With the San Francisco Giants unable to break free from their .500 prison, people are looking for answers. The manager creates each lineup by playing “Bochy Boggle,” where he shakes the names around a plastic container in hopes of more points runs. The defense? Dreadful. The players? Fragile. There have been some rousing moments and excellent pitching performances, as well as several losses that paint the picture of a team destined to fall short in September.

When the Giants sunk to the .500 level in the latter half of 2011, they were a team primarily comprised of veterans at positions 2-through-9 on the scorecard. With older position players showing below average range in the field and clogging up the basepaths (during those rare times when they were lucky enough to reach base), many clamoring for more in the way of energy and team speed called for the team to give its younger players a chance.

Now that the lineup is a little younger and the Giants’ record sits at 15-16, many in search of a problem beyond the obvious (they can’t field or hit for power, and they’re featuring one of the worst middle infields in baseball) are pointing in the direction of the clubhouse.

A brief, general summary of the leadership narrative:

  • The Giants aren’t playing with any “spark,” because there isn’t any discernible clubhouse chemistry.
  • To have clubhouse chemistry, a team needs at least one leader.
  • Matt Cain is the team’s leader, but he can’t be a leader because he’s a pitcher. The leader has to be a position player, dummy.
  • The position player leader should probably be a veteran, but Freddy Sanchez is hurt, Ryan Theriot hasn’t been here long or accomplished anything in San Francisco, and Aubrey Huff is Aubrey Huff.
  • Buster Posey’s next in line, but he leads by example (translation: doesn’t supply the media with a lot of great quotes) and is coming off injury. Posey has too much on his plate to lead at this time, maybe later.

Next, what I’ve noticed after visiting the Giants’ clubhouse a dozen or so times this year:

  • It’s pretty quiet in there after losses.
  • Rap songs featuring artists like Drake, Kanye West and Rick Ross play loudly after wins.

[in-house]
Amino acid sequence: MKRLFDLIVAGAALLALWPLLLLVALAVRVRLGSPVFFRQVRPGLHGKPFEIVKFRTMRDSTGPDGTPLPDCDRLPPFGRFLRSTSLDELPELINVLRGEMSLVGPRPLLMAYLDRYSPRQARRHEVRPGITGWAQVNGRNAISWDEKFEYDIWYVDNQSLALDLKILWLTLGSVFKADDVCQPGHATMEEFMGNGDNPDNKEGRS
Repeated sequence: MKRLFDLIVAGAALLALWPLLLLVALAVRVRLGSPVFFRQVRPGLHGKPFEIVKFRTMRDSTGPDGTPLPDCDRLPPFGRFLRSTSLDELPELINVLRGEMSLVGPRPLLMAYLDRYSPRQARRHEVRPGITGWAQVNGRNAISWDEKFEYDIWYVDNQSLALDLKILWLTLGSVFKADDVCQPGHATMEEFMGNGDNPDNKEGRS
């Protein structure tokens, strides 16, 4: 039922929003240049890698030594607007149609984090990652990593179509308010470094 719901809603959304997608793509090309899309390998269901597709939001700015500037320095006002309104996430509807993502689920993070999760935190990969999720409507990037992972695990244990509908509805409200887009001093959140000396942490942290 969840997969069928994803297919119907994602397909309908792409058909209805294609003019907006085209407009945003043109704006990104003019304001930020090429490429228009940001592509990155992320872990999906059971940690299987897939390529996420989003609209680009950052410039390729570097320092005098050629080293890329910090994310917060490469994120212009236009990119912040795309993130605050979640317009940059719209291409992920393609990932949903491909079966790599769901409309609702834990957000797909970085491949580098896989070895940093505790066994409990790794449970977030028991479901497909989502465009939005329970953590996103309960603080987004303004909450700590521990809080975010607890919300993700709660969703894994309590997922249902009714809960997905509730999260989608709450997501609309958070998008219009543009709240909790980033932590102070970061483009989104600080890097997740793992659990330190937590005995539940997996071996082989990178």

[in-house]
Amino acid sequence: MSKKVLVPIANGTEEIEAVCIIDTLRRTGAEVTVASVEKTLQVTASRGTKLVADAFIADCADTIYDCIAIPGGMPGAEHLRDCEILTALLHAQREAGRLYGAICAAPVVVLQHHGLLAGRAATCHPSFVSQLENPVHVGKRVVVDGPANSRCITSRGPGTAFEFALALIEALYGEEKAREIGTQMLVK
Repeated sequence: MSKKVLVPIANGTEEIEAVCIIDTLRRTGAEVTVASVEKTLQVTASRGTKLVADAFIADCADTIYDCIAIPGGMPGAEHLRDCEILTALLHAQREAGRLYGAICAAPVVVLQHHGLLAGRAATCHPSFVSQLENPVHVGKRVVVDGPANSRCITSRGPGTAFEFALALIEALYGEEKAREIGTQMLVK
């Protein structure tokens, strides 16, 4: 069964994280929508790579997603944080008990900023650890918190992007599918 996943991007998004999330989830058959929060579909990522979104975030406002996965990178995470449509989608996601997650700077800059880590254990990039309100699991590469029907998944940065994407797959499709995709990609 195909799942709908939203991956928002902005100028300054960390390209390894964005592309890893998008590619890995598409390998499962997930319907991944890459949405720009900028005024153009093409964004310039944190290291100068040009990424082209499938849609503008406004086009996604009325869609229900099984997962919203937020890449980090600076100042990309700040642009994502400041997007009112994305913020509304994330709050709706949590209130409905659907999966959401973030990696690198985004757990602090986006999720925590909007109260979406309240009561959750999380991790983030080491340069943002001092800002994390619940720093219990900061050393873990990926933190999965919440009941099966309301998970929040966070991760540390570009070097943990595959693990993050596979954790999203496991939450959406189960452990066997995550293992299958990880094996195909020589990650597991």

• Not nearly as much towel-snapping as you’d think.

As someone who has spent a good deal more time covering high school sports than professional franchises like the Giants and Warriors, I don’t have the “frickin’ foggiest” what makes a strong clubhouse or locker room, as Jeff Kent might say. I’d imagine it’s 95% based on wins and losses, and the rest based on whose personalities are the strongest and whether the dominant guys on the team use their influence in a positive or negative way.

The only analysis I can put forth with any confidence is that the Giants are in transition from the Burrell/Huff era to something new, and building something new takes time.

There aren’t any blatant troublemakers or malcontents on the Giants, and they don’t need to add some sort of “veteran presence” to create a cohesive clubhouse and fill the void left by Mark DeRosa (who supplies reporters with what could be considered the best quotes of any player in the game). The Giants need to stop making errors on the field and while running the bases, figure out a way to hit for power, and find a way to acquire middle infielders with higher ceilings than Theriot and Emmanuel Burriss. Putting Brandon Belt in the No. 2 spot in the order and keeping him there every day wouldn’t hurt, either. If they find a way to win games, the clubhouse chemistry will grow organically. A new narrative would be created: the young position players banded together and built a winner. But the winning must come first.